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Strahan v. Strahan

August 26, 2008

MICHAEL A. STRAHAN, PLAINTIFF-APPELLANT,
v.
JEAN M. STRAHAN, DEFENDANT-RESPONDENT.



On appeal from the Superior Court of New Jersey, Chancery Division, Family Part, Essex County, Docket No. FM-07-1858-05.

The opinion of the court was delivered by: Parker, J.A.D.

RECORD IMPOUNDED

NOT FOR PUBLICATION WITHOUT THE APPROVAL OF THE APPELLATE DIVISION

APPROVED FOR PUBLICATION

Argued April 9, 2008

Before Judges Parker, R. B. Coleman and Lyons.

Plaintiff Michael Strahan appeals from an amended judgment of divorce entered on January 12, 2007 and an order entered on March 22, 2007 denying his motion for reconsideration.

Plaintiff is a football player who has been under contract with the New York Giants since 1993. He began dating defendant in October 1994. At the time they met, defendant was employed as a model and manager for a cosmetics company, earning about $70,000 per year. In 1995, the parties moved in together and defendant quit her job, purportedly at plaintiff's request. When plaintiff extended a marriage proposal, defendant agreed to sign a pre-nuptial agreement (agreement) before they married on July 18, 1999. Twin girls were born of the marriage on October 28, 2004.

The complaint for divorce was filed on March 14, 2005. The parties were able to agree on joint legal custody of the children with defendant having primary residential custody. The matter was tried over eleven days in June and July 2006. A dual judgment of divorce was entered on July 20, 2006 dissolving the marriage. An amended judgment was entered on January 12, 2007 addressing the validity of the agreement, equitable distribution, child support, disability insurance for plaintiff and counsel fees.

In this appeal, plaintiff argues that (1) he performed his obligations under the agreement and the equitable distribution of the parties' joint assets exceeded the amount to which defendant was entitled under the agreement; (2) the trial court erred in its calculation of child support and failed to make the necessary findings of fact and conclusions of law in awarding child support; (3) the trial court erred in requiring plaintiff to pay ninety-one percent of the total child support; (4) the trial court erred in ordering plaintiff to obtain a $7.5 million disability insurance policy; and (5) the trial court erred in awarding $13,777.50 in counsel and accountant fees to defendant.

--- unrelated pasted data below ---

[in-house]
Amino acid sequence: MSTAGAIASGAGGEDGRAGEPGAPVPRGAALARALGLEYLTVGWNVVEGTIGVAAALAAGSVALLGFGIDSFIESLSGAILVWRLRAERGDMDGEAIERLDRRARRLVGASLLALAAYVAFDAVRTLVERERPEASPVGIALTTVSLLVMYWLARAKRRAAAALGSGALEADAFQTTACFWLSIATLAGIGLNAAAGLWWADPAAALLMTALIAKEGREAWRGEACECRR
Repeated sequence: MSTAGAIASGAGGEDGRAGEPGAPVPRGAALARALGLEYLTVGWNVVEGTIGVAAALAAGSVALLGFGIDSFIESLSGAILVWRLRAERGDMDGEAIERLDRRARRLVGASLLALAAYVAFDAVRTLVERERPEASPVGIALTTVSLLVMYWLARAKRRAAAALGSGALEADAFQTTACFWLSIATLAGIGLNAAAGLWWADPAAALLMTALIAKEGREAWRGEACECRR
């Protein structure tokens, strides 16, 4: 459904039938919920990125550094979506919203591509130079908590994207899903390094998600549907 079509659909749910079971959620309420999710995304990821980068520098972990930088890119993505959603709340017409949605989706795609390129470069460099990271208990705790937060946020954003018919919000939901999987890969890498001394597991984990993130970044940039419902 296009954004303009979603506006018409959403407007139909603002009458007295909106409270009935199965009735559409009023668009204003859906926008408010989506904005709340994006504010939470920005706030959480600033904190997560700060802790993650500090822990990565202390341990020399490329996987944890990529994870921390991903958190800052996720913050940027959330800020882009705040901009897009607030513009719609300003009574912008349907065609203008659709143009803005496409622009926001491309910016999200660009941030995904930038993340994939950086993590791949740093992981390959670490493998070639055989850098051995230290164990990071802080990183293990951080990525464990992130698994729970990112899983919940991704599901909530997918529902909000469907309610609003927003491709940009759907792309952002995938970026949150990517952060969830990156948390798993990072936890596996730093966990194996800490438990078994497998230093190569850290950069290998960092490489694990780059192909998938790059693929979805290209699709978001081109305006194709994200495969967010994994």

During the pendency of this appeal, the parties reached an agreement and entered a partial stipulation dismissing the equitable distribution issues, leaving only child support, the disability insurance and counsel fees to be addressed by this court. On July 11, 2008 an order was entered memorializing the stipulation and allowing the parties to distribute the monies held in the court's trust fund escrow account. Accordingly, we will address only the remaining issues of (a) child support; (b) the disability insurance policy; and (c) counsel fees.

A. Child Support

Plaintiff contends that the trial court erred in setting the amount of supplemental child support and in ordering him to pay 91% of the amount.

Both parents have a shared obligation to support their children. Koelble v. Koelble, 261 N.J. Super. 190, 194 (App. Div. 1992). "[W]here the parties have the financial wherewithal to provide for their children, the children are entitled to the benefit of financial advantages available to them." Isaacson v. Isaacson, 348 N.J. Super. 560, 579 (App. Div.), certif. denied, 174 N.J. 364 (2002). "Children are entitled to not only bare necessities, but a supporting parent has the obligation to share with his children the benefit of his financial achievement." Id. at 580.

In setting child support, the court shall consider the factors set forth in N.J.S.A. 2A:34-23(a):

(1) Needs of the child;

(2) Standard of living and economic circumstances of each parent;

(3) All sources of income and assets of each parent;

(4) Earning ability of each parent, including educational background, training, employment skills, work experience, custodial responsibility for children including the cost of providing child care and the length of time and cost of each parent to obtain training or experience for appropriate employment;

(5) Need and capacity of the child for education, including higher education;

(6) Age and health of the child and each parent;

(7) Income, assets and earning ability of the child;

(8) Responsibility of the parents for the court-ordered ...


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